I’ve spent the last few weeks diving into the world of Docker containers to understand how they work and how they can be improve our deployment process. While it was clear to me that Docker can provide a huge amount of value to our deployment and ops processes, it took me a while to understand exactly how to use it.

Images and Containers

Docker has two main concepts that we need to understand: Images and Containers. Images define the environment you application needs in order to run. For node apps, this probably includes things like your source code, node_modules directory, and package.json and package-lock.json files. For static apps, it may just include static HTML. For ruby apps, it may be your source plus your bundle file. It all depends on your app.

Images are built from your source and pushed into repository, much like an NPM package or a Ruby gem. Once an image is built and published to a repository, anyone else on your team can pull that image down and use it to to create a container, which is effectively just an instance of our image.

The important takeaway is that Images define the application environment while Containers actually run that environment.

Building a Docker Image

All Docker images are build from a Dockerfile. A Dockerfile is a file that just has a set of commands telling Docker how to “wrap” the application environment into a reusable Image that can be used to create containers. The contents of a Dockerfile looks more or less just like a series of bash commands. These commands are executed when we run $ docker build and the output of those commands makes up our image.


Your application’s Dockerfile should live in your app’s repo alongside the source code. It doesn’t make a ton of sense for your Dockerfile to live outside of your application’s repo since your Dockerfile will be responsible for creating an image that will be used to eventually run the application. Ultimately, the application developer is responsible for writing their own Dockerfile to create their image.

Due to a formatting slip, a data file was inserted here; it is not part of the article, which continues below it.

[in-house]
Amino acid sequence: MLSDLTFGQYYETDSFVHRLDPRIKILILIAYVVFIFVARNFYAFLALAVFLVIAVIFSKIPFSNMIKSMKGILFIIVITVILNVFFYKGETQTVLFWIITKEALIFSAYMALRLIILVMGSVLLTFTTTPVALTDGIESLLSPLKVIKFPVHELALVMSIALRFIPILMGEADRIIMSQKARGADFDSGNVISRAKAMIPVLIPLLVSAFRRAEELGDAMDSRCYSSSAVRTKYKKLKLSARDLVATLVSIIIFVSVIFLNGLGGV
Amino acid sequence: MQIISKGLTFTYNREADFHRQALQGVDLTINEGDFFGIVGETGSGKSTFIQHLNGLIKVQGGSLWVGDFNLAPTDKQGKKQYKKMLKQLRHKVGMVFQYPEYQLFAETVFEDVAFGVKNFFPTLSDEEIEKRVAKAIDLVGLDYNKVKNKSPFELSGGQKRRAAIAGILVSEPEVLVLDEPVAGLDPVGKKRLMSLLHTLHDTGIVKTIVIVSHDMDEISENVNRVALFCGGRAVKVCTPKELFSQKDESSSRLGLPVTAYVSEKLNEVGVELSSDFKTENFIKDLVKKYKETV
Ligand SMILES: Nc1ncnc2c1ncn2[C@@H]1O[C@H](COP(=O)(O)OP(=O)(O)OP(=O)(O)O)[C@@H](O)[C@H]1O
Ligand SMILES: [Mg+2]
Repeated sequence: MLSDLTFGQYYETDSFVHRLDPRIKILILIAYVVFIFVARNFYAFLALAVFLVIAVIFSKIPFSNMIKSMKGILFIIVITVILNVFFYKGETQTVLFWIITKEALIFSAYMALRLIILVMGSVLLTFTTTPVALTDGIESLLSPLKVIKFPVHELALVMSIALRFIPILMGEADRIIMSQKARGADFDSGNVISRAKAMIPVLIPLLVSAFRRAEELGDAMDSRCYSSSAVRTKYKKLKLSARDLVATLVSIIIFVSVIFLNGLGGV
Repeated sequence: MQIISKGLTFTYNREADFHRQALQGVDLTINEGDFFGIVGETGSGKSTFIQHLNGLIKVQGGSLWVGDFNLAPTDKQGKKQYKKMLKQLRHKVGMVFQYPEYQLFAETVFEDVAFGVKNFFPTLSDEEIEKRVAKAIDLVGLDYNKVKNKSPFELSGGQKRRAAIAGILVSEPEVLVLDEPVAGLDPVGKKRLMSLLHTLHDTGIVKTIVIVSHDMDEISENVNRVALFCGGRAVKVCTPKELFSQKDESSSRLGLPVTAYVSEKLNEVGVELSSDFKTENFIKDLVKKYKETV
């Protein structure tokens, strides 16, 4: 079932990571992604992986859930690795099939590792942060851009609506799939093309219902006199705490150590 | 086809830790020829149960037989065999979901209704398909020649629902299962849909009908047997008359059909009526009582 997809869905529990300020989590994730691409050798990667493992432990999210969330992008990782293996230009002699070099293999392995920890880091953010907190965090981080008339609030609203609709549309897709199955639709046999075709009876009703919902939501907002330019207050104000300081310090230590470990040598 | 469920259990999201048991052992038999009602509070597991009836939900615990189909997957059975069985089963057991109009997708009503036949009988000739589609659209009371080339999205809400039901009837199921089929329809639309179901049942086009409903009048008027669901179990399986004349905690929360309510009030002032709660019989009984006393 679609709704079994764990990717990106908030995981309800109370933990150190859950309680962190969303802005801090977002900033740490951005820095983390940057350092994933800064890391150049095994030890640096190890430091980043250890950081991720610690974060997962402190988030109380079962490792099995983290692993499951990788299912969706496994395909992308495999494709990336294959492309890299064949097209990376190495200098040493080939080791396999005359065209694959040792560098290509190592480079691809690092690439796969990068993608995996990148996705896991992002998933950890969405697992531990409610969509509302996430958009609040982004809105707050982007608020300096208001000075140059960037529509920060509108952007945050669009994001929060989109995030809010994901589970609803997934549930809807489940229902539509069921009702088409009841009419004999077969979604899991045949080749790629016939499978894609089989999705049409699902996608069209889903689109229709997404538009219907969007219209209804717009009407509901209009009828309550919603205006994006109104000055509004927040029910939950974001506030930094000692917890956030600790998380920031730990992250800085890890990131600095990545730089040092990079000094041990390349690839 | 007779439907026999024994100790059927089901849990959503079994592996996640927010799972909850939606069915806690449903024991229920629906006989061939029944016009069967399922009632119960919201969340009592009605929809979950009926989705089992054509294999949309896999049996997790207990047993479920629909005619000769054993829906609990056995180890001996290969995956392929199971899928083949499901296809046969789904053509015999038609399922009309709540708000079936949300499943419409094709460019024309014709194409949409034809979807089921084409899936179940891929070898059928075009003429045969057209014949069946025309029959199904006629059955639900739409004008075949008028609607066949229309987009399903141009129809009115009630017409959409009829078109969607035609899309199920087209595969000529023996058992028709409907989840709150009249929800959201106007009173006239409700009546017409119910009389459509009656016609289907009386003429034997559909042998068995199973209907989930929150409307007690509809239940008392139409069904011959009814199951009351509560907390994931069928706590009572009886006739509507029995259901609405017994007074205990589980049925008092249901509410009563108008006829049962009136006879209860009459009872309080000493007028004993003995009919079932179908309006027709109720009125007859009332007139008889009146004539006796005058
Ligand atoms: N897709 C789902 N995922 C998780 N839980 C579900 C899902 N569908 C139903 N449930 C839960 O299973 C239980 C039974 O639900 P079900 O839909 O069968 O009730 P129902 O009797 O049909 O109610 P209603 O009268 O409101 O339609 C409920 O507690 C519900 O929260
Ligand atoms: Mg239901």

Your first Dockerfile

Let’s create a simple Dockerfile that only contains Nginx. Create a Dockerfile and add the following:

FROM nginx

The FROM command is almost always the first command in every Dockerfile. It tells Docker that we are basing our image from an already existing image. In this case, we are pulling down the nginx image and using it as the basis for our image.

To build this image, run the following command. (Make sure that you are in the same directory as our new Dockerfile.)

$ docker build .

That’s all we need to create our first image! If you run $ docker images in your teminal, you should see something like this:

docker images command output

Having our first image is great, but it’s only the first step. Now, we need to use that image to create and run a container. Run $ docker images again. Take note of the IMAGE ID (c431399b6d03 in the image above, we’ll call it <<HASHED_ID>>). Copy that ID from your terminal and then run the following command:

$ docker run -p 8000:80 <<HASHED_ID>>

This command tells docker to create and run a container from our image with the ID <<HASHED_ID>>. Now, open your browser and navigate to http://localhost:8000. You should see the standard nginx splash screen:

nginx splash screen

Viola! We are now running an Nginx container from an image we created!

Tagging your Docker image

You may be wondering about the <<HASHED_ID>> part from the step above. When we run docker build, Docker automatically assigns our image a generated ID so it can be referenced laster. While we can continue to use that ID, it isn’t the best developer experience and it’s not that easy to remember! When we build our image, we can create a Docker image with a human-readable tag. Docker will still create our image with it’s generated ID, but it will also tag that ID with whatever name we provide it. Let’s rebuild our image and give it the tag my-first-docker-image:

$ docker build -t my-first-docker-image .

If you run $ docker images again, you will see that the Repository field is now populated with my-first-docker-image:

docker images command output with tagged image

Our run command from above can now be changed to:

$ docker run -p 8000:80 my-first-docker-image

Much better!

In Summary

Creating Images and running them in Containers is only scratching the surface for what Docker can do. Docker does have a bit of a learning curve, but once you get the hang of it, you won’t be able to work without it!